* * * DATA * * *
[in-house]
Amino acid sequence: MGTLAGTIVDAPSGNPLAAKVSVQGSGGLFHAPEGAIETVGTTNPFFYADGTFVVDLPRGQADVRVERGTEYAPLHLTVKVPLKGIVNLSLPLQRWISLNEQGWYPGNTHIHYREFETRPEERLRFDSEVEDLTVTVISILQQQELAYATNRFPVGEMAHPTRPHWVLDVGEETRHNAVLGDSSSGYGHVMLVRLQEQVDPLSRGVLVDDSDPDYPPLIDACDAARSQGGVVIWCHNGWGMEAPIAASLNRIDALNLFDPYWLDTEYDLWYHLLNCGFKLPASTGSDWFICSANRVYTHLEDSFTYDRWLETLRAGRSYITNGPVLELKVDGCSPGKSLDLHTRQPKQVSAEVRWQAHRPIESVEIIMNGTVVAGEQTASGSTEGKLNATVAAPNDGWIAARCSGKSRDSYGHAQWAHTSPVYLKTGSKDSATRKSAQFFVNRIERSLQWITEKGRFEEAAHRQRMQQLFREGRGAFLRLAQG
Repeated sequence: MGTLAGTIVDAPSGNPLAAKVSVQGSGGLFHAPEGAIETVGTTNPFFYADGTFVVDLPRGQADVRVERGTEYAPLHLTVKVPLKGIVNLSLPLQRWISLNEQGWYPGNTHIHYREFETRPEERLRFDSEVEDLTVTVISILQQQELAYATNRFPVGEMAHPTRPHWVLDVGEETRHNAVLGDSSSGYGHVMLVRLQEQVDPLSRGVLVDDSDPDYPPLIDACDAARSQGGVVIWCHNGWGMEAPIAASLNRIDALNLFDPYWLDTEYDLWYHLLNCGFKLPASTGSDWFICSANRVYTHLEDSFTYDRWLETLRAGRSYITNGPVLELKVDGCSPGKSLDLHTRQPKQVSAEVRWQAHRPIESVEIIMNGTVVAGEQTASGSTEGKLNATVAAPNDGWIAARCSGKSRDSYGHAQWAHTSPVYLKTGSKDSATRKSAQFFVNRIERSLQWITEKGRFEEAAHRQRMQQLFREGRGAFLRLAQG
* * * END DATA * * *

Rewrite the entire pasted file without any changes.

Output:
[in-house]
Amino acid sequence: MGTLAGTIVDAPSGNPLAAKVSVQGSGGLFHAPEGAIETVGTTNPFFYADGTFVVDLPRGQADVRVERGTEYAPLHLTVKVPLKGIVNLSLPLQRWISLNEQGWYPGNTHIHYREFETRPEERLRFDSEVEDLTVTVISILQQQELAYATNRFPVGEMAHPTRPHWVLDVGEETRHNAVLGDSSSGYGHVMLVRLQEQVDPLSRGVLVDDSDPDYPPLIDACDAARSQGGVVIWCHNGWGMEAPIAASLNRIDALNLFDPYWLDTEYDLWYHLLNCGFKLPASTGSDWFICSANRVYTHLEDSFTYDRWLETLRAGRSYITNGPVLELKVDGCSPGKSLDLHTRQPKQVSAEVRWQAHRPIESVEIIMNGTVVAGEQTASGSTEGKLNATVAAPNDGWIAARCSGKSRDSYGHAQWAHTSPVYLKTGSKDSATRKSAQFFVNRIERSLQWITEKGRFEEAAHRQRMQQLFREGRGAFLRLAQG
Repeated sequence: MGTLAGTIVDAPSGNPLAAKVSVQGSGGLFHAPEGAIETVGTTNPFFYADGTFVVDLPRGQADVRVERGTEYAPLHLTVKVPLKGIVNLSLPLQRWISLNEQGWYPGNTHIHYREFETRPEERLRFDSEVEDLTVTVISILQQQELAYATNRFPVGEMAHPTRPHWVLDVGEETRHNAVLGDSSSGYGHVMLVRLQEQVDPLSRGVLVDDSDPDYPPLIDACDAARSQGGVVIWCHNGWGMEAPIAASLNRIDALNLFDPYWLDTEYDLWYHLLNCGFKLPASTGSDWFICSANRVYTHLEDSFTYDRWLETLRAGRSYITNGPVLELKVDGCSPGKSLDLHTRQPKQVSAEVRWQAHRPIESVEIIMNGTVVAGEQTASGSTEGKLNATVAAPNDGWIAARCSGKSRDSYGHAQWAHTSPVYLKTGSKDSATRKSAQFFVNRIERSLQWITEKGRFEEAAHRQRMQQLFREGRGAFLRLAQG